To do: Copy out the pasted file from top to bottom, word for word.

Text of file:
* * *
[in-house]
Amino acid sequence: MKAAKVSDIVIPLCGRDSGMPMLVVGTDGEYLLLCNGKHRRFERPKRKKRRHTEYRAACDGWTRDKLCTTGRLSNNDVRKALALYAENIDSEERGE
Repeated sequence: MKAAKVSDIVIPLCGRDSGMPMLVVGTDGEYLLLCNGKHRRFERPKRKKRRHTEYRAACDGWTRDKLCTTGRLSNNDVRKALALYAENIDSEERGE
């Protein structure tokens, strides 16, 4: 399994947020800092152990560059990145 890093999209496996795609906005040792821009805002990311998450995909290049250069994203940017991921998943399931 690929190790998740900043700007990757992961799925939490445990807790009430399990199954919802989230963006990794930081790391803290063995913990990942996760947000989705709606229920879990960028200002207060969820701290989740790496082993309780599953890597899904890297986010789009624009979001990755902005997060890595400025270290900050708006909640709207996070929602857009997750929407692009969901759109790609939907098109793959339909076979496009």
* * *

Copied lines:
[in-house]
Amino acid sequence: MKAAKVSDIVIPLCGRDSGMPMLVVGTDGEYLLLCNGKHRRFERPKRKKRRHTEYRAACDGWTRDKLCTTGRLSNNDVRKALALYAENIDSEERGE
Repeated sequence: MKAAKVSDIVIPLCGRDSGMPMLVVGTDGEYLLLCNGKHRRFERPKRKKRRHTEYRAACDGWTRDKLCTTGRLSNNDVRKALALYAENIDSEERGE
């Protein structure tokens, strides 16, 4: 399994947020800092152990560059990145 890093999209496996795609906005040792821009805002990311998450995909290049250069994203940017991921998943399931 690929190790998740900043700007990757992961799925939490445990807790009430399990199954919802989230963006990794930081790391803290063995913990990942996760947000989705709606229920879990960028200002207060969820701290989740790496082993309780599953890597899904890297986010789009624009979001990755902005997060890595400025270290900050708006909640709207996070929602857009997750929407692009969901759109790609939907098109793959339909076979496009």